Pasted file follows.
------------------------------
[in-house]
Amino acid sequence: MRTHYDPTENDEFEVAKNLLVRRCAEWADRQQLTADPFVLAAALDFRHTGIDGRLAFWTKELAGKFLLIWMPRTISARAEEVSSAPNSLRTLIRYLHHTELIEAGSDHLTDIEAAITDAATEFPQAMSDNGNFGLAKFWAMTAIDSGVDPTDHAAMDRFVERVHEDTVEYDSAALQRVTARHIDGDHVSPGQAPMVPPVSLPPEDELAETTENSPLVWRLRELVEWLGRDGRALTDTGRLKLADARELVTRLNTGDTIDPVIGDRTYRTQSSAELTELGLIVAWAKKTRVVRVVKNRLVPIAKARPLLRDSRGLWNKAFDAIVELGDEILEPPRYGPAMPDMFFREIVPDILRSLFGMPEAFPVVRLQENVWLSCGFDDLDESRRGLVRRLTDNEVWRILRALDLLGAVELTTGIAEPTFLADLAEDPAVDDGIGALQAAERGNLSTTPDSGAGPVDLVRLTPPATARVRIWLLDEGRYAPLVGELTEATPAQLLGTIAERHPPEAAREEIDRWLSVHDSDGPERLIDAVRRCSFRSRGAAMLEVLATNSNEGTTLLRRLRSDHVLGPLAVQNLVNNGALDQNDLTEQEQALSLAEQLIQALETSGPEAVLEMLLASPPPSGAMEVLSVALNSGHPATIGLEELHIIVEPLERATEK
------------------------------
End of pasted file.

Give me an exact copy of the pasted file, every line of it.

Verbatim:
[in-house]
Amino acid sequence: MRTHYDPTENDEFEVAKNLLVRRCAEWADRQQLTADPFVLAAALDFRHTGIDGRLAFWTKELAGKFLLIWMPRTISARAEEVSSAPNSLRTLIRYLHHTELIEAGSDHLTDIEAAITDAATEFPQAMSDNGNFGLAKFWAMTAIDSGVDPTDHAAMDRFVERVHEDTVEYDSAALQRVTARHIDGDHVSPGQAPMVPPVSLPPEDELAETTENSPLVWRLRELVEWLGRDGRALTDTGRLKLADARELVTRLNTGDTIDPVIGDRTYRTQSSAELTELGLIVAWAKKTRVVRVVKNRLVPIAKARPLLRDSRGLWNKAFDAIVELGDEILEPPRYGPAMPDMFFREIVPDILRSLFGMPEAFPVVRLQENVWLSCGFDDLDESRRGLVRRLTDNEVWRILRALDLLGAVELTTGIAEPTFLADLAEDPAVDDGIGALQAAERGNLSTTPDSGAGPVDLVRLTPPATARVRIWLLDEGRYAPLVGELTEATPAQLLGTIAERHPPEAAREEIDRWLSVHDSDGPERLIDAVRRCSFRSRGAAMLEVLATNSNEGTTLLRRLRSDHVLGPLAVQNLVNNGALDQNDLTEQEQALSLAEQLIQALETSGPEAVLEMLLASPPPSGAMEVLSVALNSGHPATIGLEELHIIVEPLERATEK